but we thought that Africa could make a contribution to Europe. It was also an affirmation of our solidarity. That’s the way it was: I have always recognized that what was happening to my brothers in Algeria and the United States had its repercussions in me. I understood that I could not be indifferent to what was happening in Haiti or Africa. . . . And I have come to the realization that there was a “Negro situation” that existed in different geographical areas, that Africa was also my country. There was the African continent, the Antilles, Haiti; there were Martinicans and Brazilian Negroes, etc. That’s what Negritude meant to me.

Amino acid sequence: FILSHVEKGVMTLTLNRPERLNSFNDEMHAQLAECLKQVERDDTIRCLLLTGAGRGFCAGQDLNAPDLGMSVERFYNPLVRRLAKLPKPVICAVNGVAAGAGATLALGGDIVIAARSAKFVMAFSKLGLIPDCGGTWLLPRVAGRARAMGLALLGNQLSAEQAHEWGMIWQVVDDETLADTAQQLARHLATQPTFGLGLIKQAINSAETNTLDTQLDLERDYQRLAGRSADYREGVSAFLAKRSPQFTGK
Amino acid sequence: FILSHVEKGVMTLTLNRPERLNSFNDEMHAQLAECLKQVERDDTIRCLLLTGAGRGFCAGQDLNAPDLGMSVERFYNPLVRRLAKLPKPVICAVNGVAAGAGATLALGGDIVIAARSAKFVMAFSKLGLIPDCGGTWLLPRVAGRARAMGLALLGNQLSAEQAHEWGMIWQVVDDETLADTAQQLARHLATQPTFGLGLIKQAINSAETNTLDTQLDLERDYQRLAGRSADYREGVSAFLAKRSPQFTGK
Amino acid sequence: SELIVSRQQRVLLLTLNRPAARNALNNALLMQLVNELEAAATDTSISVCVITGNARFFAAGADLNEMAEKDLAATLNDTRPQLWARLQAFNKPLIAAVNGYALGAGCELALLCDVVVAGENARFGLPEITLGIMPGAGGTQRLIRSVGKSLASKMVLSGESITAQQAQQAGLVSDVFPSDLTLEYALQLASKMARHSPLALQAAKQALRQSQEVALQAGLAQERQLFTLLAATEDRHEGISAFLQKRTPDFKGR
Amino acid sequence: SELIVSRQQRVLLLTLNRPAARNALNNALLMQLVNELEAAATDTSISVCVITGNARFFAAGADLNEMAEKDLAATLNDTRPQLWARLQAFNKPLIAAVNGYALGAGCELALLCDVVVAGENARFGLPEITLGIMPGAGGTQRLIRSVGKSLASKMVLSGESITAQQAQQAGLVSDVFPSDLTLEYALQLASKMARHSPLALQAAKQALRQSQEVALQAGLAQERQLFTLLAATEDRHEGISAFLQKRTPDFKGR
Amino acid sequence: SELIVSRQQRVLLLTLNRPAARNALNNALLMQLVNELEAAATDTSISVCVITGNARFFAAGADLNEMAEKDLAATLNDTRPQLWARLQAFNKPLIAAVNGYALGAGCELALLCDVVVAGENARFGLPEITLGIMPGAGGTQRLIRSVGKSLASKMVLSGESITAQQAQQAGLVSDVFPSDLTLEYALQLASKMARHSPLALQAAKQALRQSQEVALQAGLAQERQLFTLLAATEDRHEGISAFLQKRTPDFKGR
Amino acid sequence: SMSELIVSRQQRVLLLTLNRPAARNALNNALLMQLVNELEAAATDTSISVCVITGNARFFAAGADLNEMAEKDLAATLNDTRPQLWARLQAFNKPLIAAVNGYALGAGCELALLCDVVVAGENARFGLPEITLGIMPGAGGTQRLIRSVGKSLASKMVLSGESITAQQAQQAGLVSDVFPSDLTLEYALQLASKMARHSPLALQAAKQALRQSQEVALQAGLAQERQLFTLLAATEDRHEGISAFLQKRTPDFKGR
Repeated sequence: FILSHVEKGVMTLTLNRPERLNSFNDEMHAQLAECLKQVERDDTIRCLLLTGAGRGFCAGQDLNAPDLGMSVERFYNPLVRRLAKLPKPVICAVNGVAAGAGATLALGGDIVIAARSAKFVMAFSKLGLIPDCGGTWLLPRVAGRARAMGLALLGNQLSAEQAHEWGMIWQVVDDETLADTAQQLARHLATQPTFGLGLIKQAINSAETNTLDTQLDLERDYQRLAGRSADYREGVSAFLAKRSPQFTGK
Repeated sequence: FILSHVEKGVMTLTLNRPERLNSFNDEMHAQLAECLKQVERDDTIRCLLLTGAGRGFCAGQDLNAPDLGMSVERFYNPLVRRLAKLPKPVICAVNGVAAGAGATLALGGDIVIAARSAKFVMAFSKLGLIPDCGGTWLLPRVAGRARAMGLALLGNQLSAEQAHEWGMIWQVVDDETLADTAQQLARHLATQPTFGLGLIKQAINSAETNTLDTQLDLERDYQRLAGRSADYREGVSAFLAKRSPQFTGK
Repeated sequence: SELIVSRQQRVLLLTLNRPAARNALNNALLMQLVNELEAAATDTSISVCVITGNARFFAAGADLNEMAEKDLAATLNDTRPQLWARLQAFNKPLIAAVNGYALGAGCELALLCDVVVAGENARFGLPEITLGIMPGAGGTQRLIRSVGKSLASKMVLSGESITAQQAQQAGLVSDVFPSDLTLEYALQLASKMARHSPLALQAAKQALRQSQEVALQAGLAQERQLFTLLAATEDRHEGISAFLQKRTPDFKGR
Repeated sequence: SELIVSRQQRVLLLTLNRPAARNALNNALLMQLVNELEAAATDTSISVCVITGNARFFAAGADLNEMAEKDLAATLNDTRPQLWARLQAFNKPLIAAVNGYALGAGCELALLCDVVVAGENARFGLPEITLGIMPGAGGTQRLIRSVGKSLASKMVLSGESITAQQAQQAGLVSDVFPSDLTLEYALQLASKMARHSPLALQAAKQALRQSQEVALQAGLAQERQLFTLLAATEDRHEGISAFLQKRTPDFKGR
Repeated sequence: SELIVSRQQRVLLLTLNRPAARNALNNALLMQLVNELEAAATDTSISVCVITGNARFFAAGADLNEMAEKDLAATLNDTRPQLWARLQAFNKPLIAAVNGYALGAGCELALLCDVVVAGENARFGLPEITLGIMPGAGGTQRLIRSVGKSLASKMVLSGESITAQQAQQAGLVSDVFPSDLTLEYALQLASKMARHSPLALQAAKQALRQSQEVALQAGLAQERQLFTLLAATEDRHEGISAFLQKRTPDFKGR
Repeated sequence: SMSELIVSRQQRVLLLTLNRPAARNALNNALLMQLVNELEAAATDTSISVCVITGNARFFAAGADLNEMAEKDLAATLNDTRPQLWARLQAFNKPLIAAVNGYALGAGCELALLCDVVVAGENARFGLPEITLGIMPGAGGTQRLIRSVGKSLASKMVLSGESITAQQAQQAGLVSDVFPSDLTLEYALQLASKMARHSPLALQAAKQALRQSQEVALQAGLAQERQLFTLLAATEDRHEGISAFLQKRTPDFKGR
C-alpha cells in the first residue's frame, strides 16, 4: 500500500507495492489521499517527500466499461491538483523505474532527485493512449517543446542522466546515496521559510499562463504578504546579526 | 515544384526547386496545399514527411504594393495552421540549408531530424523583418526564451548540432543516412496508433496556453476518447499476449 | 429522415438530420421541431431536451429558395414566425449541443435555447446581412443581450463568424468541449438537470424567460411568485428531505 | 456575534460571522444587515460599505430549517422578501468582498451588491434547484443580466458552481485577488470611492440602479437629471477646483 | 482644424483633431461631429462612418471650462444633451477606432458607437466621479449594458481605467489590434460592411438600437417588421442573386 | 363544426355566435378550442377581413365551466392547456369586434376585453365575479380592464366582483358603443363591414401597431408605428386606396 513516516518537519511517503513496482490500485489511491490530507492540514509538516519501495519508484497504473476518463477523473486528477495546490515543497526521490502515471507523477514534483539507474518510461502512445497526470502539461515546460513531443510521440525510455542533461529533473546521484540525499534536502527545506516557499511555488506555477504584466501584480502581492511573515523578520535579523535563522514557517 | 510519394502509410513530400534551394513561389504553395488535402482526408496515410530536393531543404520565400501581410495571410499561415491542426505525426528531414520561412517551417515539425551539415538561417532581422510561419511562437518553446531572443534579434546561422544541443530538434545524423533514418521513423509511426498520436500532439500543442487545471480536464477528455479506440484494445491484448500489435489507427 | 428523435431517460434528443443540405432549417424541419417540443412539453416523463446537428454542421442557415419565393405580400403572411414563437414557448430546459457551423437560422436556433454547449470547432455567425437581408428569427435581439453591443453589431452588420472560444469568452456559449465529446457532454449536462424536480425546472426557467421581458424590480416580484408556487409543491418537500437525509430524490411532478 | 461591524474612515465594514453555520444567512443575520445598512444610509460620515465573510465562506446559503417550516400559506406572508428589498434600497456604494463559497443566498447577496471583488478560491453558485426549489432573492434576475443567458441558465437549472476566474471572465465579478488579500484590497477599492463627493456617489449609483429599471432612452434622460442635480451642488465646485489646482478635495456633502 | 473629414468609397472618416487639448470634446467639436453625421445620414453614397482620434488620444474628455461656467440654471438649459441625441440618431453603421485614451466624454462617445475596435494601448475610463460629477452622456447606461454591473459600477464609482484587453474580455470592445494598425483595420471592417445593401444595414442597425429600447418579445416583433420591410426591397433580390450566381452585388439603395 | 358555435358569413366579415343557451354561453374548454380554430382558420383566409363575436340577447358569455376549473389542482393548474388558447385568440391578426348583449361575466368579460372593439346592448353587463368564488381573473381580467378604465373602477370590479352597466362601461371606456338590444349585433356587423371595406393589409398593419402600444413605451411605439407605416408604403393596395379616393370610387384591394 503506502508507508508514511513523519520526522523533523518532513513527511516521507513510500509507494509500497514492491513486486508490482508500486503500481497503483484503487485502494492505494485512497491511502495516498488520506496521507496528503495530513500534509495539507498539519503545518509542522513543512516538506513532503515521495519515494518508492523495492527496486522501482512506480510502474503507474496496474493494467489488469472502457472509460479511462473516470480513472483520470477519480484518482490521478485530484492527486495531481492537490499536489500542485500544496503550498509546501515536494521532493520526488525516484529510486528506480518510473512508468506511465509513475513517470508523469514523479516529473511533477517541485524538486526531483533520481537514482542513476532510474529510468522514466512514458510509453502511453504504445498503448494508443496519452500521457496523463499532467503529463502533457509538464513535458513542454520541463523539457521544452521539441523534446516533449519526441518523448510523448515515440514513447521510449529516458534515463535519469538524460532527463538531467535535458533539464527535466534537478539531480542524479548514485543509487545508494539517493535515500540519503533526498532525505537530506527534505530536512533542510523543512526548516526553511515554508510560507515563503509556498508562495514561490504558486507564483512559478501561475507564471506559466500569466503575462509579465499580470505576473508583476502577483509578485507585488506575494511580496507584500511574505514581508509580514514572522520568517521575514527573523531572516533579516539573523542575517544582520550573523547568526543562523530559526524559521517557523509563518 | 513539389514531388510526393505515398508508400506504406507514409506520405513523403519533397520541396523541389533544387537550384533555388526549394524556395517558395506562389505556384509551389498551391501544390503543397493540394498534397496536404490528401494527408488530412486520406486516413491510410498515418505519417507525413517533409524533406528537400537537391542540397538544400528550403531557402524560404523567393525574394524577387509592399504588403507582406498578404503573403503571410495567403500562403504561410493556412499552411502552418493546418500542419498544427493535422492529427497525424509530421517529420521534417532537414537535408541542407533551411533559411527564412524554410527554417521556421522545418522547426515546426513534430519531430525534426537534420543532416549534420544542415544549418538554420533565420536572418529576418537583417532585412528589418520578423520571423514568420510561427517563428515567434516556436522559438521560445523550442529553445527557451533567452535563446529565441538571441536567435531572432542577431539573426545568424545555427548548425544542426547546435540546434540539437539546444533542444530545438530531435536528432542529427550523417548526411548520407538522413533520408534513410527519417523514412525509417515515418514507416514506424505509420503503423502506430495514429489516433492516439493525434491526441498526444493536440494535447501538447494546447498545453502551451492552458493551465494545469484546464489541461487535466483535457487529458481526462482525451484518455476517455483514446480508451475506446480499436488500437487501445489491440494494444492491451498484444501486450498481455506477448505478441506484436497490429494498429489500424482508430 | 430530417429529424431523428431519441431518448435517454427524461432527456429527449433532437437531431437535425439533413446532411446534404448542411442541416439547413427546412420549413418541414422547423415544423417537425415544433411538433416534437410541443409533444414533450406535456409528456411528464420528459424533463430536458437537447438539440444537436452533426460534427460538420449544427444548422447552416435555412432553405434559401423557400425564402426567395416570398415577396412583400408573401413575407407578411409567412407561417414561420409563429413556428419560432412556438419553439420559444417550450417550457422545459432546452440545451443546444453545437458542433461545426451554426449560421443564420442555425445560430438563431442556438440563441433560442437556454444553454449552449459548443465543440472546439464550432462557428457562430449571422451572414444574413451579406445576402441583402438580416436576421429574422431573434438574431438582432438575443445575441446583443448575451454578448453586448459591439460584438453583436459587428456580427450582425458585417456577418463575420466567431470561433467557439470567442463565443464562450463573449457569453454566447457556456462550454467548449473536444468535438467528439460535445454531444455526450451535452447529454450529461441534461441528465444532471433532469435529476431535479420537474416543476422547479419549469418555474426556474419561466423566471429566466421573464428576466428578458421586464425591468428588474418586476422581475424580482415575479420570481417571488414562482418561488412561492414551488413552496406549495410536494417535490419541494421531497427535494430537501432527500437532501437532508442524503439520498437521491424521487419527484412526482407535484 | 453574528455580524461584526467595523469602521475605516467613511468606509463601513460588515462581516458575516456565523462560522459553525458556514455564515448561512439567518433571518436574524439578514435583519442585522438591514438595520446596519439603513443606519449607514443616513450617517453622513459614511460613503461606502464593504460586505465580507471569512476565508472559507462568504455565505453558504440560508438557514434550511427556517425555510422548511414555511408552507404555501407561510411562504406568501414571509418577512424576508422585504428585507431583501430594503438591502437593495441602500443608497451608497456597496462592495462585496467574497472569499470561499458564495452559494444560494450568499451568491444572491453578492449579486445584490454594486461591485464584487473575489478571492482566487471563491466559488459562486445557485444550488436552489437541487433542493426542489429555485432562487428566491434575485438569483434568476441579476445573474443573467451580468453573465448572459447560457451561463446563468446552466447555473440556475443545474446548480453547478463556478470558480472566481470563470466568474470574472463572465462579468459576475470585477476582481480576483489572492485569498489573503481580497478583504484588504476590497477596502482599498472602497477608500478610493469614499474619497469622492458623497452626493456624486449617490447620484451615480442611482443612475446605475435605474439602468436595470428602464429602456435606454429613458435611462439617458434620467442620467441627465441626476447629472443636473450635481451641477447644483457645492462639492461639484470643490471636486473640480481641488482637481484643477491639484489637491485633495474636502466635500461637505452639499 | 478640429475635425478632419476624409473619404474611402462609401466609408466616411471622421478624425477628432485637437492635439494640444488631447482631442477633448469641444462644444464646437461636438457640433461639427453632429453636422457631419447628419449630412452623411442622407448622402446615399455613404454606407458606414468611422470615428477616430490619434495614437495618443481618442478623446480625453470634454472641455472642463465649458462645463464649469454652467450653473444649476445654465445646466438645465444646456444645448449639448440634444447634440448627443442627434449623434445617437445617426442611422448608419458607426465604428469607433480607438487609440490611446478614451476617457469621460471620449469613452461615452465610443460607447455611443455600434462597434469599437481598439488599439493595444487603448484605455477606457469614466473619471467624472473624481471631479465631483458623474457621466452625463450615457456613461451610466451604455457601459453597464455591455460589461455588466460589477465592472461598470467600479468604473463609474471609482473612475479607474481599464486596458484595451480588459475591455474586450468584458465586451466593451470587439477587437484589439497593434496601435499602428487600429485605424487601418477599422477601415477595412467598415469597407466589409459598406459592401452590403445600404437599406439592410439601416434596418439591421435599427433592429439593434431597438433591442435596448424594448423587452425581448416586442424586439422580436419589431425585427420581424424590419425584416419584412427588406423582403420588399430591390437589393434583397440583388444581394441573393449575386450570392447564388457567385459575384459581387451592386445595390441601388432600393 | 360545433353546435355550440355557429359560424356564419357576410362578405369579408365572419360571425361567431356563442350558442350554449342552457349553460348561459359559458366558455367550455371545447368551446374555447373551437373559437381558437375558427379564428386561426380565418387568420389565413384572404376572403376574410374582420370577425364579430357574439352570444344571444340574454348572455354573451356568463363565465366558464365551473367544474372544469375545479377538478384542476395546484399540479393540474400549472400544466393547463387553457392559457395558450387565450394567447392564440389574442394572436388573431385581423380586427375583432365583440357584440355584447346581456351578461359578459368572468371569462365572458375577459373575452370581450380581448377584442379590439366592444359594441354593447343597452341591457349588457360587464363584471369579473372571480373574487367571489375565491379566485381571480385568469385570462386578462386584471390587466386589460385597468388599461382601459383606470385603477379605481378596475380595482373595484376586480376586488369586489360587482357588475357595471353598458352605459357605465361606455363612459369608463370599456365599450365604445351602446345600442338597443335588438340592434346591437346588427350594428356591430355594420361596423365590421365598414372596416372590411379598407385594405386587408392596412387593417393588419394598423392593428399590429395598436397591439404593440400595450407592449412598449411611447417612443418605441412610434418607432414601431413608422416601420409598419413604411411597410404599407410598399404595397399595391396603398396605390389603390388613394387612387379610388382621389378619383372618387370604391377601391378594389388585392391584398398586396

As part of his aim to establish a positive black identity, Césaire pulled from various elements of his French educational training and created something new, something bearing the distinctive marks of the African spirit. For example, Césaire in no way denied but rather affirmed the French influences shaping his work. “Whether I want to or not, as a poet I express myself in French, and clearly French literature has influenced me” (Césaire 83). Even so, Césaire states emphatically that while elements of the French literary tradition function for him as a “point of departure,” his goal has always been “to create a new language, one capable of communicating the African heritage” (83). Here one might draw an analogy between Négritude’s relation to French culture and literature and the relation between African American jazz and European classical music. That is, just as African American musicians infused European musical practices with their own distinctive African-inspired syncopated rhythms, phrasings, and improvisatory emphases creating a new and unquestionably African American music, Césaire, Senghor, and others took elements of the French intellectual traditional and reharmonized them to sound with a decisive African tonal center. “French was a tool that I wanted to use in developing a new means of expression. I wanted to create an Antillean French, a black French that, while still being French, had a black character” (Césaire 83). Césaire then explains how the sur-realist movement became a creative means by which he could enact a “return” to Africa. Surrealism was a “weapon that exploded the French language,” and one that could be used for emancipatory purposes (Césaire, Discourse 83).